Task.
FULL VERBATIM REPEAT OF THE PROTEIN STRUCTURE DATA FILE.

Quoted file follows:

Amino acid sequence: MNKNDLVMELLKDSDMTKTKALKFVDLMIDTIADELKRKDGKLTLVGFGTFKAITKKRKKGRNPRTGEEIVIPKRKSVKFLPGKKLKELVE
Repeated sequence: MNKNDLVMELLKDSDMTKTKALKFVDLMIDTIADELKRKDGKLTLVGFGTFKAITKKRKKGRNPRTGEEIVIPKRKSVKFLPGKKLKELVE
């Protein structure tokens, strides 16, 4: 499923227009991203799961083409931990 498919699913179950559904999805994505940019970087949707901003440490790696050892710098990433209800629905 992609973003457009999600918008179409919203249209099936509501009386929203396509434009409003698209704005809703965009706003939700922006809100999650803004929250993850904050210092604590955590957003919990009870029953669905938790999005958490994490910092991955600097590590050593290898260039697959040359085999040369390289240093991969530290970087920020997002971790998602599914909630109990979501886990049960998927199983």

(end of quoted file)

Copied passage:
Amino acid sequence: MNKNDLVMELLKDSDMTKTKALKFVDLMIDTIADELKRKDGKLTLVGFGTFKAITKKRKKGRNPRTGEEIVIPKRKSVKFLPGKKLKELVE
Repeated sequence: MNKNDLVMELLKDSDMTKTKALKFVDLMIDTIADELKRKDGKLTLVGFGTFKAITKKRKKGRNPRTGEEIVIPKRKSVKFLPGKKLKELVE
């Protein structure tokens, strides 16, 4: 499923227009991203799961083409931990 498919699913179950559904999805994505940019970087949707901003440490790696050892710098990433209800629905 992609973003457009999600918008179409919203249209099936509501009386929203396509434009409003698209704005809703965009706003939700922006809100999650803004929250993850904050210092604590955590957003919990009870029953669905938790999005958490994490910092991955600097590590050593290898260039697959040359085999040369390289240093991969530290970087920020997002971790998602599914909630109990979501886990049960998927199983």